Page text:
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Update: Radeon R9 295X2 8 GB In CrossFire: Gaming At 4K

Results: Arma 3

FCAT says Arma 3 averages 73 FPS on a pair of Radeon R9 295X2s; Fraps says 72 FPS. I’d say that’s pretty close to a consensus.

This chart reflects performance a fair bit higher than what was original reported. Previously, scaling was around 20%. Here, it’s 46%. We can’t say for sure why the new number is so much higher. However, all of the benchmarks going into today’s piece are run with the side of our Erebus test platform’s side panel off, allowing maximum airflow.

Why? As it turns out, the Hawaii GPUs on AMD’s Radeon R9 295X2 have a 75 °C limit necessitated by the liquid cooling hardware. It’s not hard to trigger throttling using a workload like GUIMiner. However, it’s probable that the closed case and heat runs we used in the original version of this piece forced performance in Arma down as well.

We’ll keep an eye out for similar behavior as the evaluation continues. Although you wouldn't use a pair of Radeon R9 295X2s like this in the real-world, AMD is also clear that its radiators need to be set up in a specific way for optimal thermal performance, and company reps say that wasn't the case for the system we initially reviewed.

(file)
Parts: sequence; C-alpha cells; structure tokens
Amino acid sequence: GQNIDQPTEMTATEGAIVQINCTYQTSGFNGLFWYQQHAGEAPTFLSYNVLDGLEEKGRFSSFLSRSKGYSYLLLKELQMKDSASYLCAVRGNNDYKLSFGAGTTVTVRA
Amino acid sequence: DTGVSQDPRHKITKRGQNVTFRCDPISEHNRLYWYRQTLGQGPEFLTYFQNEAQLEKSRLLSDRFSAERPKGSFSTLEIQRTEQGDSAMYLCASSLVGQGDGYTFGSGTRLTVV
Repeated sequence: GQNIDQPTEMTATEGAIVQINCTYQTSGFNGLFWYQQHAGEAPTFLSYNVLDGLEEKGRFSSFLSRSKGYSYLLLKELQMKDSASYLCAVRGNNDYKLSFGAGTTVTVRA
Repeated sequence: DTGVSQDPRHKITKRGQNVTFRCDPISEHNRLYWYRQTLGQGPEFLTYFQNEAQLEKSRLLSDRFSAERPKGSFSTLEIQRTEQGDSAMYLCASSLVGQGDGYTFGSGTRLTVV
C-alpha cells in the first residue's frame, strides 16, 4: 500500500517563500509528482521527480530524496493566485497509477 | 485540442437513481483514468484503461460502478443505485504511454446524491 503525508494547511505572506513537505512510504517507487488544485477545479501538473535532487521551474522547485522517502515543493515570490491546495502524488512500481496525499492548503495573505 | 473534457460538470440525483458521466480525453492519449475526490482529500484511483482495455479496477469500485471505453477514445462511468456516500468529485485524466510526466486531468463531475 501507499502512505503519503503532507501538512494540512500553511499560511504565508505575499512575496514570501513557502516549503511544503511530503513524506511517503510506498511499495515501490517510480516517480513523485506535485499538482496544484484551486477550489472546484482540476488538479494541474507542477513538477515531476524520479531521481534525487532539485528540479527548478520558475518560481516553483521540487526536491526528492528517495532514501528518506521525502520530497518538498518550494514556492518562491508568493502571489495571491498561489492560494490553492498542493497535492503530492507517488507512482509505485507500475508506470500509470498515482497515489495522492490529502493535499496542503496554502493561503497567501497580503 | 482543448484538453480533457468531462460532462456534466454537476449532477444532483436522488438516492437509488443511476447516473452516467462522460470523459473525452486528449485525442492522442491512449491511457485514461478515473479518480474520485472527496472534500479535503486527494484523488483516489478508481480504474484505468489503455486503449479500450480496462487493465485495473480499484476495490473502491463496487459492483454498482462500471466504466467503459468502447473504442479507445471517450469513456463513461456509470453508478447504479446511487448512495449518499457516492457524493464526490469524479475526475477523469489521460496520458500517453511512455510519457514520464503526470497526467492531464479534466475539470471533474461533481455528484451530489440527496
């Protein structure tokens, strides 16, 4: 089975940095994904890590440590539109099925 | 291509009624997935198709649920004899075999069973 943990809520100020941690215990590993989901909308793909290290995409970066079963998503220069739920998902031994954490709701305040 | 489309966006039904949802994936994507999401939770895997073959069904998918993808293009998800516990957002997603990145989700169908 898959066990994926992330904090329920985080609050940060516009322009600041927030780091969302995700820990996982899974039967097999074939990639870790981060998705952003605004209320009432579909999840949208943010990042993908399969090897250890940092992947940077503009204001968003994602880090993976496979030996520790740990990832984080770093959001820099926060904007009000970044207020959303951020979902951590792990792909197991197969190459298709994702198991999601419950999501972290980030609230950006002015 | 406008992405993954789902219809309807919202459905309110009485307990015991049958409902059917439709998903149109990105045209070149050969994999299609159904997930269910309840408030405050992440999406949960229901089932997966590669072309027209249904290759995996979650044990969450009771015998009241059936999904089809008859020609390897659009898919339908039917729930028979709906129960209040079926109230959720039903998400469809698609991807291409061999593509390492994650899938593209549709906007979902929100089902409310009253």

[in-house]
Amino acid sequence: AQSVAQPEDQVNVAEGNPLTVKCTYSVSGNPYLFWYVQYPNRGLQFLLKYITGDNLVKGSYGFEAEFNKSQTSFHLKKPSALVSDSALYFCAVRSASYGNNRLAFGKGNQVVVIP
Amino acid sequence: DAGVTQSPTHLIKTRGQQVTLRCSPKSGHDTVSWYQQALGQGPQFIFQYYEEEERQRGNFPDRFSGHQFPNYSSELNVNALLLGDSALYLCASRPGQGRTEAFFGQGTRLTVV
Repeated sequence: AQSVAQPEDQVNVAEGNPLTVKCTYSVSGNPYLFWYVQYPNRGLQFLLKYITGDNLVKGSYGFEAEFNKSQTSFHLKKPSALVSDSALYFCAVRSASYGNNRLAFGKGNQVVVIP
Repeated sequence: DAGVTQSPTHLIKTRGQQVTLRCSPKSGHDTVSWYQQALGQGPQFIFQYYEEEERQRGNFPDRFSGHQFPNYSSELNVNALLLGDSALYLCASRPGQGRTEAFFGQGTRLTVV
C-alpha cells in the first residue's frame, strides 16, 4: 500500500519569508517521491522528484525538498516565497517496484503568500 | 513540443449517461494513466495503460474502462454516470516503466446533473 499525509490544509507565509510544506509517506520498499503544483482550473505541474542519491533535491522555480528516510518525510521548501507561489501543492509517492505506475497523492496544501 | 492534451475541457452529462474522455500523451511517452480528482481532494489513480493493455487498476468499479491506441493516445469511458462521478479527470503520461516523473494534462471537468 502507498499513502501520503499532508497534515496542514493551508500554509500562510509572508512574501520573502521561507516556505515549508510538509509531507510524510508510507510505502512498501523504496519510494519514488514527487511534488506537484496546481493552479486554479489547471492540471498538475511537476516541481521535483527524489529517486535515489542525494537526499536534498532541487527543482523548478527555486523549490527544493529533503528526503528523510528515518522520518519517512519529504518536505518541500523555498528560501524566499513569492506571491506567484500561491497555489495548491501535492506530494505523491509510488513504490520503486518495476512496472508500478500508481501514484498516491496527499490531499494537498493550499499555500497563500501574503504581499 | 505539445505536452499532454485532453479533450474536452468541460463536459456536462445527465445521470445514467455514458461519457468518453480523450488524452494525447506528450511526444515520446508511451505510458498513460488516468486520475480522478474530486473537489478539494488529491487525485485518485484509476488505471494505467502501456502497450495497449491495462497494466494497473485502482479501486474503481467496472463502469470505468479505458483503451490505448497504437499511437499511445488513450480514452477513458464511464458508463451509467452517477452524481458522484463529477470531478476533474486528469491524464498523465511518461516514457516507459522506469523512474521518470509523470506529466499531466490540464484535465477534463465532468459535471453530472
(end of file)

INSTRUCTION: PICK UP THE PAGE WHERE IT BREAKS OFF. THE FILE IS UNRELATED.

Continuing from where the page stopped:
The hypothesis is bolstered by a far less frenetic frame rate over time chart (the original looked like this). Instead, two Radeon R9 295X2s sustain their performance for longer, nosing up over 75 FPS, and not dropping below 65.

Frames are delivered more smoothly as well, and a pair of 295X2s only trail the individual dual-Hawaii board in worst-case frame time variance.

The twin 295X2s are plagued by a handful of frame time variance spikes that are noticeable on-screen, but behave themselves otherwise.

Arma 3 isn’t one of the games we originally took issue with. It makes sense then, that the results on this page don’t flavor our ultimate opinion much. We’re glad to measure additional performance in a best-case cooling/airflow scenario. And if this game is the only one you’re worried about playing, $1500 might be worth an extra 40-something-percent performance.

Let’s leave the editorialization there for now and continue on with the hard numbers.

Chris Angelini
Chris Angelini is an Editor Emeritus at Tom's Hardware US. He edits hardware reviews and covers high-profile CPU and GPU launches.